In most such cases, the international legal system responded by overruling the outcome reached by courts in the UK. In Al-Skeini v UK, the European Court of Human Rights has overruled the Government’s narrow interpretation of Article 1 ECHR.[7] In Al-Jedda v UK the European Court has overruled the Government’s position that putative entitlements under a Security Council resolution are just as good as an obligation imposed by such resolution, and found that a violation of Article 5 ECHR had been committed. What Lord Bingham had denoted as a “purposive interpretation” of Article 103 of the Charter was not sustained by that Article’s plain and ordinary meaning, which is the first rule of the interpretation of treaties.[8] In fact, a degree of resistance towards the methodology and requirements of international law has been demonstrated by Lord Bingham’s description of the plain and ordinary meaning rule as “a narrow, contract-based, meaning” rule.[9] Furthermore, in Al-Saadoon v UK, the European Court of Human Rights has pronounced on the transfer of individuals to a country where they might face death penalty, and determined that such “physical transfer to the custody of the Iraqi authorities failed to take proper account of the United Kingdom’s obligations under Articles 2 and 3 of the Convention and Article 1 of Protocol No. 13 since, throughout the period in question, there were substantial grounds for believing that the applicants would face a real risk of being sentenced to death and executed.”[10] In other cases such as Saadi v Italy, the UK Government has intervened to reinforce the position that the scope of Article 3 ECHR is limited to enable an easier extradition or deportation of a terrorism suspect. The European Court rejected this argument and found that the potential deportation of the applicant to Tunisia would amount to a violation of Article 3.[11] In Kadi before the CJEU, the UK Government intervened in support of the European Commission to reinforce the position that Security Council decisions should be implemented even if they violate fundamental human rights and peremptory norms of international law (jus cogens); and that there was no legal basis for judicial review of such decisions under the EU law.[12] Again, this claim did not succeed. The same goes for proceedings before the European Court of Human Rights in Al-Dulimi v Switzerland.[13]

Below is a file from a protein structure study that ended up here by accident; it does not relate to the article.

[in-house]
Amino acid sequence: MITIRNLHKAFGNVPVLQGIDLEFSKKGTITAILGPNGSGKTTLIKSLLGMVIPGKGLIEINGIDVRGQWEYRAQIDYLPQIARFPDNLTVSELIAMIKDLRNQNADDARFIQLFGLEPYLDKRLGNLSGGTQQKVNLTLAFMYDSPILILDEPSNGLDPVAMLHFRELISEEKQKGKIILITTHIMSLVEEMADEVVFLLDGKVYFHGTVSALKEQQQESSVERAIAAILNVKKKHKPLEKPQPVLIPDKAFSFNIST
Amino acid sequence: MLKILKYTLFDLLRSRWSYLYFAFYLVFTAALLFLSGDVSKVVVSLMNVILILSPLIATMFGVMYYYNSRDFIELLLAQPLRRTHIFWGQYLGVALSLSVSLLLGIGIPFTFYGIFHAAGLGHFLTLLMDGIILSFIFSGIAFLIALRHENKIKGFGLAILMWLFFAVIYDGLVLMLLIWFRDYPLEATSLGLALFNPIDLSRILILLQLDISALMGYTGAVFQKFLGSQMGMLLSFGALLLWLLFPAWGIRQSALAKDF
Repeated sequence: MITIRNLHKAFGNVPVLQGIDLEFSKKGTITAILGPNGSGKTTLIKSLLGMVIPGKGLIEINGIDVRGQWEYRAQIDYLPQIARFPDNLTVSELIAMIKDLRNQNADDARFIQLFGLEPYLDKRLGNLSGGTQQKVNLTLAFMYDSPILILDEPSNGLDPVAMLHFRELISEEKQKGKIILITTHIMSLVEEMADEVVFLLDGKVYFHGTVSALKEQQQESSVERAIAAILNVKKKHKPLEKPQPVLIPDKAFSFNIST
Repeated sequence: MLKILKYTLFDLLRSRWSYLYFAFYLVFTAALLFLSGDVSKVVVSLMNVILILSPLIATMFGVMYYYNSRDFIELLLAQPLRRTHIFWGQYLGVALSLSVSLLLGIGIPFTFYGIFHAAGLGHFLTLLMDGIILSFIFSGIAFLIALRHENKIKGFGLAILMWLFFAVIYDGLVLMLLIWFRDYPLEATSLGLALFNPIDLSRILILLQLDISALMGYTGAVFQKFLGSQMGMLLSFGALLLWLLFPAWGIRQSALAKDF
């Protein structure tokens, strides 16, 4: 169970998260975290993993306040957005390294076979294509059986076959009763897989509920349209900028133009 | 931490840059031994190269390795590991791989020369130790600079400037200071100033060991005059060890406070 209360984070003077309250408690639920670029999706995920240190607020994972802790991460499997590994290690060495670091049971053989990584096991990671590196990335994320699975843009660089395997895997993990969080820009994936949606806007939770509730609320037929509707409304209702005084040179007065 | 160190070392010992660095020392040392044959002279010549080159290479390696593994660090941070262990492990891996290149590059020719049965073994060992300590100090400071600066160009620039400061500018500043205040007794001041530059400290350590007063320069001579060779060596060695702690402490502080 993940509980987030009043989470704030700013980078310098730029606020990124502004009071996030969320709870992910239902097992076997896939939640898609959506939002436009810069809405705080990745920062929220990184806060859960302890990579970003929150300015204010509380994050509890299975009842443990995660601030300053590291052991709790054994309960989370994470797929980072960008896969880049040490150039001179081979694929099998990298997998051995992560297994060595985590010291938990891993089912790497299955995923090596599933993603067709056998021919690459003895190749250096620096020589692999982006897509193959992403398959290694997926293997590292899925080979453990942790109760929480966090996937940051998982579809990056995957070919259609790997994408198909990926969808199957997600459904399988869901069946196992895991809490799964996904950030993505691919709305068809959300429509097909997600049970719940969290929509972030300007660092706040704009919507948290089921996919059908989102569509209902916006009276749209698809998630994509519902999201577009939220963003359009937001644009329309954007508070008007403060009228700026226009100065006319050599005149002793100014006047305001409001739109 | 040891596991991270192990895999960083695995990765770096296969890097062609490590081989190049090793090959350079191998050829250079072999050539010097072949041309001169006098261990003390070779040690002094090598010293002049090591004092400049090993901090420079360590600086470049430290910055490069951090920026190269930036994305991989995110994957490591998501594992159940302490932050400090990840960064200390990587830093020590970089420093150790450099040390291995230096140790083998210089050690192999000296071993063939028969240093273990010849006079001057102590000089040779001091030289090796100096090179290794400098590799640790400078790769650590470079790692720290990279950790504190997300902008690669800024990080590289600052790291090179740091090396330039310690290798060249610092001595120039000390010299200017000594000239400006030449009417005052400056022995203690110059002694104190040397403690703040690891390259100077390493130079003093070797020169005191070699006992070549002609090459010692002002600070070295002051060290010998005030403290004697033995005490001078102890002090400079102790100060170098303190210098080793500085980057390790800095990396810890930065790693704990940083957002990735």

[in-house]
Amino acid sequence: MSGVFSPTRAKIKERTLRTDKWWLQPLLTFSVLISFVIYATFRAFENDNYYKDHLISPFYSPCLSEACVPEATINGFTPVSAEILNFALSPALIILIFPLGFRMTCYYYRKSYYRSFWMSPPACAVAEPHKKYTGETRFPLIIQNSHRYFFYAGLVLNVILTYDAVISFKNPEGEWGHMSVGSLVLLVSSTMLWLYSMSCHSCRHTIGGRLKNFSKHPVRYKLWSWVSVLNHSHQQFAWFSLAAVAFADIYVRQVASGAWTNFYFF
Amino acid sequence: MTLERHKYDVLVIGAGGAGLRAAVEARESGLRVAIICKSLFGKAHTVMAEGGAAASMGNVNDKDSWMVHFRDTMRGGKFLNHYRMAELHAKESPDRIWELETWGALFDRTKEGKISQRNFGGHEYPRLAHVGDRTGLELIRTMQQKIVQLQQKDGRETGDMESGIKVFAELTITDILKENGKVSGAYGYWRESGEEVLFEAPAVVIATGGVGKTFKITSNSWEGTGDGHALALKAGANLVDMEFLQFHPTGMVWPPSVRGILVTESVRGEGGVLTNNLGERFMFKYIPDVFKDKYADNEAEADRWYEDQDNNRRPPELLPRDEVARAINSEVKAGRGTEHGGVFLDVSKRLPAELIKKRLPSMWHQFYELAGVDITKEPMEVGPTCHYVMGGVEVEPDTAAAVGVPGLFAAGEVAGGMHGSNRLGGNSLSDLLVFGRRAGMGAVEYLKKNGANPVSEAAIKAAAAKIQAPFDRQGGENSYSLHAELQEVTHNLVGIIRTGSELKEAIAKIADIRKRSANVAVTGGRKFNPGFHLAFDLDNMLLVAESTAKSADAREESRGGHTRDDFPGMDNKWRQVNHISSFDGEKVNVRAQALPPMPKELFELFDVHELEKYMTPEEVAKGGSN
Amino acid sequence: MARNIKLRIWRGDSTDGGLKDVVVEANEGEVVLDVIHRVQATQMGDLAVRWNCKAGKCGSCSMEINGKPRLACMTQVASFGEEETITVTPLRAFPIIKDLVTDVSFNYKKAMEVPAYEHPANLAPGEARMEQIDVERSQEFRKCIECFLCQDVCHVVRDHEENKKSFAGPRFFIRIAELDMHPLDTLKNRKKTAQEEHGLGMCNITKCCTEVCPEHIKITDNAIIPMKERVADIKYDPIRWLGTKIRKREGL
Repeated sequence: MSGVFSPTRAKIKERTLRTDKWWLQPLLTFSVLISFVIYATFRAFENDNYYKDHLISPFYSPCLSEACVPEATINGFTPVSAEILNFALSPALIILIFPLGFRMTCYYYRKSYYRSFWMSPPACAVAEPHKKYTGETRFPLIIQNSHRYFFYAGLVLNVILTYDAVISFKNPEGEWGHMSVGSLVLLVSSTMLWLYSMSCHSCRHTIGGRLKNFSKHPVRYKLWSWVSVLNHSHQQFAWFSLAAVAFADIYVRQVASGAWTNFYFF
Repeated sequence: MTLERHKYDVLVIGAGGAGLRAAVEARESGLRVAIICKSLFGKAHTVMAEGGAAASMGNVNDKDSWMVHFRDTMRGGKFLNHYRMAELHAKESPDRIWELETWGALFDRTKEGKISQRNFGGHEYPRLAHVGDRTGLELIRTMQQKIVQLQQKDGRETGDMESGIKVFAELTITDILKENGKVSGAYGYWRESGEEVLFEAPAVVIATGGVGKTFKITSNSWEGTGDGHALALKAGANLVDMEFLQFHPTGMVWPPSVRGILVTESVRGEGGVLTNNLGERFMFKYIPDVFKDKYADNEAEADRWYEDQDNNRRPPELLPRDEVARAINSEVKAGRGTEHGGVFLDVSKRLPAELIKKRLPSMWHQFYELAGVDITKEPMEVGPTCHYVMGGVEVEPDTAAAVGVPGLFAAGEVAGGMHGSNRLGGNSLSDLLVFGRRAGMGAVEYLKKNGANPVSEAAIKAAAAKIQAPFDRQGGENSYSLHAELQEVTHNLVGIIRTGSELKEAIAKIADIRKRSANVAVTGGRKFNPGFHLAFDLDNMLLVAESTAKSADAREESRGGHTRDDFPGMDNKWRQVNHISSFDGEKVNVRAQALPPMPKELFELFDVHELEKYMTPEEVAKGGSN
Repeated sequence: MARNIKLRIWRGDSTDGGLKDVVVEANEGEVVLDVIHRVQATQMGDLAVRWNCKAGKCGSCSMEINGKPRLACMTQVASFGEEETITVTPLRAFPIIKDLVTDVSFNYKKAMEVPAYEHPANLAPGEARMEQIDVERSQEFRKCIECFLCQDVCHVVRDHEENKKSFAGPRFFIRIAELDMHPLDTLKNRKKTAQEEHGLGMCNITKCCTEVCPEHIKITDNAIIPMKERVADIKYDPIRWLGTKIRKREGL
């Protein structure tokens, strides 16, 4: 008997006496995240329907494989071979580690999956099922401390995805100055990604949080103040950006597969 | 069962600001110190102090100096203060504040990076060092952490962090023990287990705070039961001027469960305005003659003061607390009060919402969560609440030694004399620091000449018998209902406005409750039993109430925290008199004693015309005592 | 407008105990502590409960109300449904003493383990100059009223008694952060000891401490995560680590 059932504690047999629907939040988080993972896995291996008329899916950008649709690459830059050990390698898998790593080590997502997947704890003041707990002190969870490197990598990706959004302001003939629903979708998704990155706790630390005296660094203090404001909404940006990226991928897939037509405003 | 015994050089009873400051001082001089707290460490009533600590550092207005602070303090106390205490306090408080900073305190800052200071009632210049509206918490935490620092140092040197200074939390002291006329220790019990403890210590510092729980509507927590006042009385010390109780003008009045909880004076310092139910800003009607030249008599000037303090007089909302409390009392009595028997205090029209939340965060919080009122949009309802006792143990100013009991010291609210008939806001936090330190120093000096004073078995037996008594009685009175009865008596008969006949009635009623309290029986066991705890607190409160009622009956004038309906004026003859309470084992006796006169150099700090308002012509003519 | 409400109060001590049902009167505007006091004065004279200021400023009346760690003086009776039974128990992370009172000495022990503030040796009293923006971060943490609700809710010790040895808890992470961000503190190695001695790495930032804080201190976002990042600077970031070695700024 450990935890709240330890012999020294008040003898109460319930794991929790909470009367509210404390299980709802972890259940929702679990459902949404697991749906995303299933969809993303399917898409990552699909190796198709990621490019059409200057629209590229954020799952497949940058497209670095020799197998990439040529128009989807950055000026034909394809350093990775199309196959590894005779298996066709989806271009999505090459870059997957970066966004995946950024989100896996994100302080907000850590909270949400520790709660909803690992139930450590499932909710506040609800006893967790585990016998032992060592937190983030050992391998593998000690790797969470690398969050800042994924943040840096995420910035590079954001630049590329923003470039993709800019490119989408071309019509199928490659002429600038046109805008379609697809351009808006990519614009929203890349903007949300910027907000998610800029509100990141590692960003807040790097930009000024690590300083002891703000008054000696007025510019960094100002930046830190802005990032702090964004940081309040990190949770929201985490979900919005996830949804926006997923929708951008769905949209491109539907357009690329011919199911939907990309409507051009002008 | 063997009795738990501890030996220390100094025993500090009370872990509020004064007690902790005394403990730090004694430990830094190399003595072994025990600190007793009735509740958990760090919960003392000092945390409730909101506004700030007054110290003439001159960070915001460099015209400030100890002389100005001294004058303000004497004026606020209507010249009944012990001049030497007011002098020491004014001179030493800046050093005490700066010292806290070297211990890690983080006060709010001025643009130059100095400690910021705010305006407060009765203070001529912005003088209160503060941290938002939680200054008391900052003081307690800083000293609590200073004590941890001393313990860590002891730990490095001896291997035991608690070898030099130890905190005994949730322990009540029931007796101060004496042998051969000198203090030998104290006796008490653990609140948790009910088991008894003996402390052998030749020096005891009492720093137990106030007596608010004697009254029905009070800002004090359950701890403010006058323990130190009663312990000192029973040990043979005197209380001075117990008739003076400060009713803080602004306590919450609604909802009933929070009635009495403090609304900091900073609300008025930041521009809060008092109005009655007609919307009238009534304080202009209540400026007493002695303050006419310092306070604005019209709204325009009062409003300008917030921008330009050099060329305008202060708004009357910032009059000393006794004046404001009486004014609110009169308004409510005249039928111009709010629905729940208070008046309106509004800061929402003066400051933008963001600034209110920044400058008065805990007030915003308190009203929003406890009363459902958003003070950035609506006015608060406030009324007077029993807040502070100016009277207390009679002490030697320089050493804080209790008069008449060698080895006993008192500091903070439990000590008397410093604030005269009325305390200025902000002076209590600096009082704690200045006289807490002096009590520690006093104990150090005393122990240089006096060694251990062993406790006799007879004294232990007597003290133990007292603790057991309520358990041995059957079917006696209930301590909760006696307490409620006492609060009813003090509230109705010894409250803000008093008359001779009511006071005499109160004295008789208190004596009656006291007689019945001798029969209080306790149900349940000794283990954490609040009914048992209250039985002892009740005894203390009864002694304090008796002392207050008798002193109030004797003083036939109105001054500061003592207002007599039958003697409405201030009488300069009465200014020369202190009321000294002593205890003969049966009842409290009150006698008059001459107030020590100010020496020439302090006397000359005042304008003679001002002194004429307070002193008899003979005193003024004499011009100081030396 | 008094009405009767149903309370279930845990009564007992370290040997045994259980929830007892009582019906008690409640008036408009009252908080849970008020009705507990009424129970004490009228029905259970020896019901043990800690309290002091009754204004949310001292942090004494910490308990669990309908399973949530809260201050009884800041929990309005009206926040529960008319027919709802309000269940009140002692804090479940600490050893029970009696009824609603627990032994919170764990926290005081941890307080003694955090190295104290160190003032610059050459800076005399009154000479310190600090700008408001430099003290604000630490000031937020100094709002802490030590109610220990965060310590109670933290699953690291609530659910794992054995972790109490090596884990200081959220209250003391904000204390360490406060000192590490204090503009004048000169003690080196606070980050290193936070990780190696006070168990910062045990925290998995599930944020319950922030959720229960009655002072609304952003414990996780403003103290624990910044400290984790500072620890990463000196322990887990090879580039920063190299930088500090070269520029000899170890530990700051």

Reasons for and stakes with non-compliance with international law